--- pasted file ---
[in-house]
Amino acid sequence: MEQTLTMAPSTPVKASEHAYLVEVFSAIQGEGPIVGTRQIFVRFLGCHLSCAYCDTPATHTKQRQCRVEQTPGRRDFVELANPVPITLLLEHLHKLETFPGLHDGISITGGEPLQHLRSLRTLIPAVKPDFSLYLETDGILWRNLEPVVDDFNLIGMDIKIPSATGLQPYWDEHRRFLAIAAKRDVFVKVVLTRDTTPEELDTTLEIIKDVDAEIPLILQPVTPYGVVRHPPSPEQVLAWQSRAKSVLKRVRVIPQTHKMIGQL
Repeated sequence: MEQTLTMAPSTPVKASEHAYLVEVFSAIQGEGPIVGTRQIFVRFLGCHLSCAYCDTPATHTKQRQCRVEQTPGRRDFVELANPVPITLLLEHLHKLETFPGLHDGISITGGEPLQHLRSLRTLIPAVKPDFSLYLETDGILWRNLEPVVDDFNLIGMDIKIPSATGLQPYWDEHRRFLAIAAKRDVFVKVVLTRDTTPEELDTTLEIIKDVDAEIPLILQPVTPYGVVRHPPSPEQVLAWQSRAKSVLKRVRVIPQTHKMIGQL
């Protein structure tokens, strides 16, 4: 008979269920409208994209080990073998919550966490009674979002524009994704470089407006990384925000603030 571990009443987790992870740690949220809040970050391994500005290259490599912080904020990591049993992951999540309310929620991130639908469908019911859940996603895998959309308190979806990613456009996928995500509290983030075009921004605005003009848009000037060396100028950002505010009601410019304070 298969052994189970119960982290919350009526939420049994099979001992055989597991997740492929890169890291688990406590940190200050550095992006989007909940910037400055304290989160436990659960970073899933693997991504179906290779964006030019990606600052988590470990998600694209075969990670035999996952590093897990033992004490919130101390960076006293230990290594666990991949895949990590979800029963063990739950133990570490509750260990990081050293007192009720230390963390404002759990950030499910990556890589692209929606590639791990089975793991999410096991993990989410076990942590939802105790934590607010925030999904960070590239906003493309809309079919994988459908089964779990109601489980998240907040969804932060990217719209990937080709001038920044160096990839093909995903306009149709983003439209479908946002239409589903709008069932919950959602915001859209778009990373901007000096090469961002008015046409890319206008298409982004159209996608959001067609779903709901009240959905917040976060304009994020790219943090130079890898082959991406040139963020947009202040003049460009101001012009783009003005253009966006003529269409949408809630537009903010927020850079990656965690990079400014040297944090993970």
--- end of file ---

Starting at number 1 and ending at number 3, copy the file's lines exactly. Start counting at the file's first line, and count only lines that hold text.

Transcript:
[in-house]
Amino acid sequence: MEQTLTMAPSTPVKASEHAYLVEVFSAIQGEGPIVGTRQIFVRFLGCHLSCAYCDTPATHTKQRQCRVEQTPGRRDFVELANPVPITLLLEHLHKLETFPGLHDGISITGGEPLQHLRSLRTLIPAVKPDFSLYLETDGILWRNLEPVVDDFNLIGMDIKIPSATGLQPYWDEHRRFLAIAAKRDVFVKVVLTRDTTPEELDTTLEIIKDVDAEIPLILQPVTPYGVVRHPPSPEQVLAWQSRAKSVLKRVRVIPQTHKMIGQL
Repeated sequence: MEQTLTMAPSTPVKASEHAYLVEVFSAIQGEGPIVGTRQIFVRFLGCHLSCAYCDTPATHTKQRQCRVEQTPGRRDFVELANPVPITLLLEHLHKLETFPGLHDGISITGGEPLQHLRSLRTLIPAVKPDFSLYLETDGILWRNLEPVVDDFNLIGMDIKIPSATGLQPYWDEHRRFLAIAAKRDVFVKVVLTRDTTPEELDTTLEIIKDVDAEIPLILQPVTPYGVVRHPPSPEQVLAWQSRAKSVLKRVRVIPQTHKMIGQL